Though the part about payment appears to start with the Greek Charon, the concept of the psychopomp as a ferryman is older. An analogous entity appears in Mesopotamian mythologies under a number of names, the oldest one still fully known today being Urshanabi. He helped the deceased over the Hubur and can be found in texts dating from the second half of the third millenium BCE. Today, he is best known for his appearance in the Epic of Gilgamesh, an epic poem from around 2100 BCE. The protagonist, Gilgamesh, meets him after the death of his friend Enkidu and Urshanabi becomes something of a second companion to him. There is thematic overlap between parts of the Epic of Gilgamesh and parts of Homer's Odyssey from shortly before 700 BCE, of which Gilgamesh's journey to the realm of the dead and encounter with Urshanabi and Odysseus's journey to the realm of the dead and encounter with Charon is one. A seemingly even older ferryman of the dead is the Ancient Egyptian Cherti, who can be found in texts dating from the first half of the third millenium BCE. Among others, he is mentioned in the Pyramid Texts of 2400-2300 BCE. He has the head of a ram and rules the commoners' level of the underworld on behalf of Osiris. Towards the end of the third millenium BCE, Cherti develops into two new ferryman, Aken and Mahaf, who take his place in the Coffin Texts and the Book of the Dead. Aken essentially is Cherti, but he sleeps between customers and can only be awakened by Mahaf.
Closely related to the Grim Reaper is the Angel of Death. Unlike the Grim Reaper, the Angel of Death is not a defined being, but a concept that wavers between a title and an entity. Sometimes, the Grim Reaper and Angel of Death are one, especially when the Grim Reaper is depicted with wings. Other times, the Angel of Death is an alternative to the Grim Reaper. A common depiction since the 1850s is of a woman, either with human skin color or deep white skin, dressed in black and in the possession of black feathered wings. The Angel of Death has their origins in the Abrahamic religions and like all angels is either male or male-leaning. All angels have one or more tasks assigned to them and one or more are the designated executioner or psychopomp, although none of them perform outside of the Supreme Being's explicit orders. The identity of these angels depends on the religion: Azrael is the one from (parts of) Islam, Michael sometimes hold the title in Christianity, and Judaism has Sariel and Samael. Several other religions have their own Angel of Death or share with one of these three, and the aforementioned three have some internal variation depending on the source. The currently common idea of angels looking like winged humans does not exist within the source material but comes from design developments in the fourth century CE and likely have been inspired by depictions of various winged deities of religions prior. Angels as female or female-leaning is a development from around 1800 in European contexts. At this time, religious control was in the process of losing ground and angels were separated from religious context and became available for reinterpretation as artists and donors pleased. Through this, the Angel of Death has become a fluid concept.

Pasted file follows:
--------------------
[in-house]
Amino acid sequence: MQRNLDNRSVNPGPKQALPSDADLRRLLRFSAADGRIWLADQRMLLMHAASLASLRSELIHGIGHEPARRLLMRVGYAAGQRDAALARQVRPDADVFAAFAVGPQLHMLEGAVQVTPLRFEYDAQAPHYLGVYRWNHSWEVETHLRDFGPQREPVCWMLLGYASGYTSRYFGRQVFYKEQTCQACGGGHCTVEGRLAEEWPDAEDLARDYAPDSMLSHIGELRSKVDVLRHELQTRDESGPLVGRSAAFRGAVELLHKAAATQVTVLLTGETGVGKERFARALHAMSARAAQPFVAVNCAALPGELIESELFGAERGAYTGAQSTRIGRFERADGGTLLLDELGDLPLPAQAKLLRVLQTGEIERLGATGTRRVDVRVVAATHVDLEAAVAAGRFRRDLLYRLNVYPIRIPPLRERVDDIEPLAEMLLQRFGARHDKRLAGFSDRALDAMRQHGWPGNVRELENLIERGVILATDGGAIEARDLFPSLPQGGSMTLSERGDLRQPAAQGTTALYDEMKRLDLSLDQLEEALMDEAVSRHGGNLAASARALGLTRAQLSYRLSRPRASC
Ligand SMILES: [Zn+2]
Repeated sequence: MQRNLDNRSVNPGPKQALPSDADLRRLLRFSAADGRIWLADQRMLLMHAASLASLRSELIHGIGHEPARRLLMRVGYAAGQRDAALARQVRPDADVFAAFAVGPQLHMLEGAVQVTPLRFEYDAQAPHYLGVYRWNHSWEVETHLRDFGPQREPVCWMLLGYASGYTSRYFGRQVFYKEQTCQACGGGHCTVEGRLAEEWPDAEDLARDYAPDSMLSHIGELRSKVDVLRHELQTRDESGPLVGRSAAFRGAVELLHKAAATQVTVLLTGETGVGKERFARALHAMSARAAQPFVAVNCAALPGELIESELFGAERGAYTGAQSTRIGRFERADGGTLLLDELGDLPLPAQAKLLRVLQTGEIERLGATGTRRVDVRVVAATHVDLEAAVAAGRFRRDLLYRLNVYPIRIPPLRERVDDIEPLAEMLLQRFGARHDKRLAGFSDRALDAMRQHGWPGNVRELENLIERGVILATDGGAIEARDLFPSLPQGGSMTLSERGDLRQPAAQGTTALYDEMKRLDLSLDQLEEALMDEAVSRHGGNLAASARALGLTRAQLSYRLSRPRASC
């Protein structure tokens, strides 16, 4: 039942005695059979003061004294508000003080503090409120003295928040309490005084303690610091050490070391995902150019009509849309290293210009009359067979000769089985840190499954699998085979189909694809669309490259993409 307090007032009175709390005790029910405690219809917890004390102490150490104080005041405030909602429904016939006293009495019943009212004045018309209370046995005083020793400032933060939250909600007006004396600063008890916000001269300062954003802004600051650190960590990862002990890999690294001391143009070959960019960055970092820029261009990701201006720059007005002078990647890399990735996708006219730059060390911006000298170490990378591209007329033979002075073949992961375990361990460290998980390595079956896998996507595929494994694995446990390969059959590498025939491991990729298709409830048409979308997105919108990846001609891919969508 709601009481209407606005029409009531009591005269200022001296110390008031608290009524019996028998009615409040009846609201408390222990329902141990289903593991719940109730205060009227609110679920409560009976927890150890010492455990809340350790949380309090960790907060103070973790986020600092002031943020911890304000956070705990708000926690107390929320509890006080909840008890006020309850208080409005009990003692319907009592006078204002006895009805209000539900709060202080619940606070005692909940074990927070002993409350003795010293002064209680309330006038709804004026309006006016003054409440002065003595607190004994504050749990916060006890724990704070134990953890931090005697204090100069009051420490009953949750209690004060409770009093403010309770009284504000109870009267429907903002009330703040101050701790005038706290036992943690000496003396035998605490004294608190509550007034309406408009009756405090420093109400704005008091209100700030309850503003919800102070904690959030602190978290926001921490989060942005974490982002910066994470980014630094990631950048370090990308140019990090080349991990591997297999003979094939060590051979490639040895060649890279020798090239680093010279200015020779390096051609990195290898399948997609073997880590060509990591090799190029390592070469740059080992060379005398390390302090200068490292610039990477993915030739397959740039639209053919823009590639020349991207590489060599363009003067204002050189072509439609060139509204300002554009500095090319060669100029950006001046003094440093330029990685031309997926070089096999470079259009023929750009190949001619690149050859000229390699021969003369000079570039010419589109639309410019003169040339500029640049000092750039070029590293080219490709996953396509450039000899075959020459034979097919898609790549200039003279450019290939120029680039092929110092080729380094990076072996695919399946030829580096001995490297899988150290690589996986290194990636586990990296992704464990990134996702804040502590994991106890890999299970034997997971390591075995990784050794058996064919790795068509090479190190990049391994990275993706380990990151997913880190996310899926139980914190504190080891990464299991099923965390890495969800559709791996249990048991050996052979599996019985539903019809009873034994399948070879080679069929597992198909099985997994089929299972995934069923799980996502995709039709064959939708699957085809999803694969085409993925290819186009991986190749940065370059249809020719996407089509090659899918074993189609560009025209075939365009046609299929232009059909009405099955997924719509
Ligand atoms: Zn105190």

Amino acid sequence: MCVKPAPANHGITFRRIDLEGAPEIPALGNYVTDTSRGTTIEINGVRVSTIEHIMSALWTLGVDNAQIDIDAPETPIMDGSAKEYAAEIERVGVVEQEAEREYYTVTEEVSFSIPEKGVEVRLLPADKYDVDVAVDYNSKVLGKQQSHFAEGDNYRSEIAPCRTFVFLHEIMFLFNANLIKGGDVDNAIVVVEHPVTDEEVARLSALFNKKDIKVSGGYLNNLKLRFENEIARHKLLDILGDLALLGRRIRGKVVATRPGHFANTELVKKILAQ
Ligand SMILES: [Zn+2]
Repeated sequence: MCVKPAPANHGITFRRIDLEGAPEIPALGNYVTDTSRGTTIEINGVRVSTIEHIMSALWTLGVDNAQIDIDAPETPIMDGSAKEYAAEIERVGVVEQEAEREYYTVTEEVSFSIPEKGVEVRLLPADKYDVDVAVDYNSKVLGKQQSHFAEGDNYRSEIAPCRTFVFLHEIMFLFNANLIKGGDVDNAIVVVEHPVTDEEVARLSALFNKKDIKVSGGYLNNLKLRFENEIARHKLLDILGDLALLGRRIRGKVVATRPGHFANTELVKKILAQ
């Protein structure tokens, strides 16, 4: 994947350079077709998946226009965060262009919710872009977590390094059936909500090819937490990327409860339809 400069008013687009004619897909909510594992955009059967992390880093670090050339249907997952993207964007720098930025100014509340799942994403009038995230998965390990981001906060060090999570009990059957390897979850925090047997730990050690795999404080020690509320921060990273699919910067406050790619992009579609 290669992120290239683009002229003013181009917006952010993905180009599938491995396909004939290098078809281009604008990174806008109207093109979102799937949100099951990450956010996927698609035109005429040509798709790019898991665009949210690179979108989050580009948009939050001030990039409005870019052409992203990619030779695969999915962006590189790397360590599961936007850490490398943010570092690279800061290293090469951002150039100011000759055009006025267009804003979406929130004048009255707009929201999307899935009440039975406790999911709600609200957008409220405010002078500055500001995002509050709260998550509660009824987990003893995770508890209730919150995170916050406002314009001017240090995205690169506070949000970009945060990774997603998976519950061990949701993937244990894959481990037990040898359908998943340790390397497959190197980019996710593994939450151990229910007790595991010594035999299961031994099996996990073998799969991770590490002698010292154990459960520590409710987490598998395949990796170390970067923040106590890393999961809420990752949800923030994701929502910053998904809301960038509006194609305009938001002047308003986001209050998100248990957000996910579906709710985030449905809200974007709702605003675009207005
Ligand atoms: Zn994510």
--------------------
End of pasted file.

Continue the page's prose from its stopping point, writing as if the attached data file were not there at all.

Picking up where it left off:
Unambiguous alternatives to the Grim Reaper as Death also exist in Europe, though they are either local or limitedly used. An example of a unique depiction of Death from the Grim Reaper's origin age occurs on a fresco inside the Saint Andrew Abbey of Lavaudieu in France. It dates from 1355 and represents Death as a fully clothed and distinctly uncorpselike woman with covered eyes. She carries arrows with her and is surrounded by people she's punctured with them. This Death is tied to the Black Death, her arrows having landed in places where the swellings tend to manifest.